Almost every music reviewing blog has a SoundCloud playlist of their favourites from what they cover (a five star review and being part of organic curation?! Sign me up!). Some playlist makers at Apple Music and Spotify are very influential. In fact, Lorde’s Royals was one of the first cases of a song with no radio airplay (at first) getting big from making it onto Spotify’s new music playlists. Human naturally like to discover things; that’s why these playlists are so successful.
At The End Of The Program:
Instead of chasing mainstream radio programmers bound by bureaucracy and traditional advertising revenue, start making connections with music bloggers and playlist curators. There are no commercials making listeners tune out, and you’ve got a more loyal and niche potential fanbase listening. On SoundCloud, an artist can even add their website and social media links in the song description, which carries over when the song gets placed onto the playlists. Stop chasing this dream of getting mainstream radio play that only amounts to bragging rights. Go get your music into the museums of these niche curators.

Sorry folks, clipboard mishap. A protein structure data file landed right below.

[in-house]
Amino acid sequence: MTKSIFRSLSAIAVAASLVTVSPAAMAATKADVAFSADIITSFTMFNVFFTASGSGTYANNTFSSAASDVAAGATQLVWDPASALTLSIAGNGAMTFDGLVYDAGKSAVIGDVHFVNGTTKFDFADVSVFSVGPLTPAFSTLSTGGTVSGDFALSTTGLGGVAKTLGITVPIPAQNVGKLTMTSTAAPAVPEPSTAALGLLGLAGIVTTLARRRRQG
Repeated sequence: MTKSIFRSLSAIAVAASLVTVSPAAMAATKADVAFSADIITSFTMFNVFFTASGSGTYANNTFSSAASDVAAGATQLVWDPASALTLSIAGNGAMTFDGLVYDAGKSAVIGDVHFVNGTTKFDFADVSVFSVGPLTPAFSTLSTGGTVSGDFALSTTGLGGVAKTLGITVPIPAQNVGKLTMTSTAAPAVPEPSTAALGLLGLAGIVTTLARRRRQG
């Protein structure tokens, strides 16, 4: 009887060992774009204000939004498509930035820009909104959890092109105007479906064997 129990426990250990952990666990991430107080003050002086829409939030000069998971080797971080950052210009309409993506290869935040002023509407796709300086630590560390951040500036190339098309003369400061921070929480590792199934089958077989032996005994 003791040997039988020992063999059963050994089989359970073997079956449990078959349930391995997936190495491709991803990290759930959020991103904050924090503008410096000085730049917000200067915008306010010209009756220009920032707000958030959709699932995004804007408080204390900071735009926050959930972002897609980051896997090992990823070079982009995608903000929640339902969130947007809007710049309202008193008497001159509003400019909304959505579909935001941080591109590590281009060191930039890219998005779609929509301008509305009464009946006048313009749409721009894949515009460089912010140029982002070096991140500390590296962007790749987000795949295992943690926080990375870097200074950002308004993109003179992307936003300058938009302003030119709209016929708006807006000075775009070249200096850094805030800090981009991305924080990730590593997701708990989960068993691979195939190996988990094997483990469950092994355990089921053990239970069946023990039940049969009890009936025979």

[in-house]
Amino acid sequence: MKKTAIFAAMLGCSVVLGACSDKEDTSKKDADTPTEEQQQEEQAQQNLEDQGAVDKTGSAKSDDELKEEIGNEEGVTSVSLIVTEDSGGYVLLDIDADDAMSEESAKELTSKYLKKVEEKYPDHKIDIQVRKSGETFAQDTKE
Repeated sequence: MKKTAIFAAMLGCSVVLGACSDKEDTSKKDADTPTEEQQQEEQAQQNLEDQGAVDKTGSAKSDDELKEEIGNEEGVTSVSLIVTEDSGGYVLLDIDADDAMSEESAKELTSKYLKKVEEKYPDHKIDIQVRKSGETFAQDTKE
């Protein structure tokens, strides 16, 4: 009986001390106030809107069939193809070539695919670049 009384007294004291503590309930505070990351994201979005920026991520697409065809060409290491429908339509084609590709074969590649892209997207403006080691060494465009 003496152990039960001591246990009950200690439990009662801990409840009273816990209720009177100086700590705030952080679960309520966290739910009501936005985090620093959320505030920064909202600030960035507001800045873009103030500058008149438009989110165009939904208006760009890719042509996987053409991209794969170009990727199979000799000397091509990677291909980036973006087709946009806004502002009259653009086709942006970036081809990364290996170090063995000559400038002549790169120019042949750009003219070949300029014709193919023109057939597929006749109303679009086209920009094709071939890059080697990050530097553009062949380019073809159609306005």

Thanks for tuning in. This is Clara, and I hope to have you back next time.